Rand analysis of US Air Force requirement raises possibility of manufacturer competing against its own aircraft
Boeing may have to compete for a long-awaited US Air Force tanker contract not only against Airbus aircraft, but its own 777. The possibility that the USAF may require an aircraft larger than the KC-767 Boeing is preparing to offer is raised by a tanker analysis of alternatives (AoA) completed by Rand.
Reports say the still-classified AoA calls for the air force to acquire medium to large tankers converted from commercial airliners. “Those are two different entities,” says John Sams, Boeing vice-president, air force systems. A medium tanker would replace the Boeing KC-135, while a large aircraft would augment the USAF’s McDonnell Douglas KC-10 tanker/transport fleet. “Which one does the air force plan to recapitalise first?” he asks.
The USAF may require something bigger than the KC-767
Industry had not been briefed on the AoA results as of late last week, but anticipated the report’s completion would allow the USAF to release a request for information (RFI) within the next three months. This could lead to a request for proposals for the first tranche of tankers by year end, and contract award early in 2007 – although the AoA reportedly says there is no rush to replace the KC-135s.
Secretary of the air force Michael Wynne confirms the RFI may be released before March. The USAF needs to move “with deliberate speed” to ensure having the widest possible competition, and its budget is adequate to run the competition, launch production and possibly receive the first deliveries within the next five years, he adds.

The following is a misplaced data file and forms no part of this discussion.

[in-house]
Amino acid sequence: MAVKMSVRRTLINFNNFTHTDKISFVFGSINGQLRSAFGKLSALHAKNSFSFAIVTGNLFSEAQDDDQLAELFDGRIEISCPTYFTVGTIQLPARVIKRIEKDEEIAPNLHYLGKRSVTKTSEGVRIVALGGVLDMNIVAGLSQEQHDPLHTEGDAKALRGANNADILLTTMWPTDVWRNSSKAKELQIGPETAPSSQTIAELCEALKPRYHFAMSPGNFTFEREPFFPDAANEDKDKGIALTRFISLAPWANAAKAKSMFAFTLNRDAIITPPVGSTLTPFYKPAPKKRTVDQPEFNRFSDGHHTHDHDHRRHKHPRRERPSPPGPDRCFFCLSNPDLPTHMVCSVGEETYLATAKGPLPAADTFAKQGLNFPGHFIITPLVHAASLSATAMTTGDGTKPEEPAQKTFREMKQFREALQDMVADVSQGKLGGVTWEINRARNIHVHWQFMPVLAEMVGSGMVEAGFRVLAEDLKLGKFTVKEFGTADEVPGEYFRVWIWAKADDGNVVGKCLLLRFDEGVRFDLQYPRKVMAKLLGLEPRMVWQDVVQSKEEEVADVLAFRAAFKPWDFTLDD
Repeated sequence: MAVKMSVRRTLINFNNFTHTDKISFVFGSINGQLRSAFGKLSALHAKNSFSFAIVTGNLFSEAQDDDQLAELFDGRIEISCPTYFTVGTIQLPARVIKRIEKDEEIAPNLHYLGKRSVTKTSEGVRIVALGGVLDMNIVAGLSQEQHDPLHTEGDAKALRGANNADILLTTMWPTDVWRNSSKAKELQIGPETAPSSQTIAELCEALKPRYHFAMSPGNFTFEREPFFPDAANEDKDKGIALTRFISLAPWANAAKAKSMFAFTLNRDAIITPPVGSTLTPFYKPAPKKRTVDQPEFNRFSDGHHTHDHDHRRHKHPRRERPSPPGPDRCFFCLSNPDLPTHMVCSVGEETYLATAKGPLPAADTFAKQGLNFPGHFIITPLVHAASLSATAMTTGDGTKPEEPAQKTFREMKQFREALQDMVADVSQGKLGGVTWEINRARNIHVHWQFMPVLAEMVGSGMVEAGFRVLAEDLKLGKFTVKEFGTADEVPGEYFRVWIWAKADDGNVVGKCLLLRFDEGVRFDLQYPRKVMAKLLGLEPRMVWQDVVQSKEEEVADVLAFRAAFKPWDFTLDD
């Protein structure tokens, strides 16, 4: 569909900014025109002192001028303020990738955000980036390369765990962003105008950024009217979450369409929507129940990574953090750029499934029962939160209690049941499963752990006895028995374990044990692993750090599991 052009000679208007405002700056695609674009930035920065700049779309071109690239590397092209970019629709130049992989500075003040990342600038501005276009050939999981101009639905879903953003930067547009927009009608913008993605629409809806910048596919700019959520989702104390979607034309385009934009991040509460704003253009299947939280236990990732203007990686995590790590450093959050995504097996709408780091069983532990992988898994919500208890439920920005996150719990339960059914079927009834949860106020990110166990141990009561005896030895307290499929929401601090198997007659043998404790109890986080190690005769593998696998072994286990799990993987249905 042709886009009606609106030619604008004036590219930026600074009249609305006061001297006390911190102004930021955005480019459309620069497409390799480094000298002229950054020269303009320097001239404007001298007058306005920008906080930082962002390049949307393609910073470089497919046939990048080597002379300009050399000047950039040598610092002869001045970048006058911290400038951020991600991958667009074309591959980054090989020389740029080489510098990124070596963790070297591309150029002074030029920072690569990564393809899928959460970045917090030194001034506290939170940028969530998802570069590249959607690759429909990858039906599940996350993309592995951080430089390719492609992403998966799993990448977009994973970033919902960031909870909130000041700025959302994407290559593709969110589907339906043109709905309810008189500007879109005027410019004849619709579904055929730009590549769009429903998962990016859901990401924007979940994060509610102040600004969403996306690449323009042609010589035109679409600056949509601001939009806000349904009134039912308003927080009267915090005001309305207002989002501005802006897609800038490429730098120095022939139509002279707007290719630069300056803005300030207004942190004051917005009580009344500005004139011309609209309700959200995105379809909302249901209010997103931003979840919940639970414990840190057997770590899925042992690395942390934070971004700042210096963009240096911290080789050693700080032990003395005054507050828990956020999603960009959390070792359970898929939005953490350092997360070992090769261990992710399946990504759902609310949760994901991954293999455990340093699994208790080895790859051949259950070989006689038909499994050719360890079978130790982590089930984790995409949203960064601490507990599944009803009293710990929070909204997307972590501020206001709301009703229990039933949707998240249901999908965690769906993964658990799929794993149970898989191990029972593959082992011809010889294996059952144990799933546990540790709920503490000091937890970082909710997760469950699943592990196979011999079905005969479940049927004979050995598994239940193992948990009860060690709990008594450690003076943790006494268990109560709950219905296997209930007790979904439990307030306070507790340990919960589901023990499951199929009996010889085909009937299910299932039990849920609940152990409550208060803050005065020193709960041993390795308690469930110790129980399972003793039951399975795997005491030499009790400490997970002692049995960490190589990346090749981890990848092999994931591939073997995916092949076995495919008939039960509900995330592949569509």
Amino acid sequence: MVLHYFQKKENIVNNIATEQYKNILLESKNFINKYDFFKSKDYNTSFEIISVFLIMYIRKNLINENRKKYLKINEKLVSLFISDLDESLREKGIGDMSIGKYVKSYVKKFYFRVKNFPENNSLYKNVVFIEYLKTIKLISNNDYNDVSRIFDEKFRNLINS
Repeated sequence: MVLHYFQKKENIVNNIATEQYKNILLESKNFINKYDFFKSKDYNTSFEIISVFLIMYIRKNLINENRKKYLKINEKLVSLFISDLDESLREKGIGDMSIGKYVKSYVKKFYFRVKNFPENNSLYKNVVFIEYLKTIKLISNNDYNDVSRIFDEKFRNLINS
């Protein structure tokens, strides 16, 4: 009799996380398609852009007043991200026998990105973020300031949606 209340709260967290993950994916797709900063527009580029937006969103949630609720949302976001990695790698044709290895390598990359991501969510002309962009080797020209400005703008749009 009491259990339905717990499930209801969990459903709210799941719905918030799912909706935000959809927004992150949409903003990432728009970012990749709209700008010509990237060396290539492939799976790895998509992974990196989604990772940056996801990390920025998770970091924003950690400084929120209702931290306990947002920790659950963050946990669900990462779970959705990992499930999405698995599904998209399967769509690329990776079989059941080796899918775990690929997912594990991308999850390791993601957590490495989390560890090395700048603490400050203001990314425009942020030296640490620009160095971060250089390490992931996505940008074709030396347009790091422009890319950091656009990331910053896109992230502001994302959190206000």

The AoA is a boost to EADS North America and Northrop Grumman, prime contractor for the rival Airbus A330-based KC-30 tanker proposal. The KC-30 is already slightly bigger than the KC-767, capable of carrying more fuel and cargo, while the team could offer a derivative of the A340-500/600 to compete against the 777 for any large aircraft requirement.
Sams says the lighter KC-767 is better suited than the KC-30 to replace the KC-135 because of its lower fuel burn and runway loading and smaller parking footprint. The KC-767 can carry 19 cargo pallets, compared with six in the KC-135, but the KC-30 can carry 25, which may be a clincher if the air force opts for a tanker/transport.
Having already invested around $1 billion in the KC-767, Boeing is counting on the USAF putting the medium aircraft requirement first. The 777 Freighter, on which a tanker variant of the larger aircraft would be based, can carry 27 pallets on the main deck, plus 10 in the lower hold.
GRAHAM WARWICK / WASHINGTON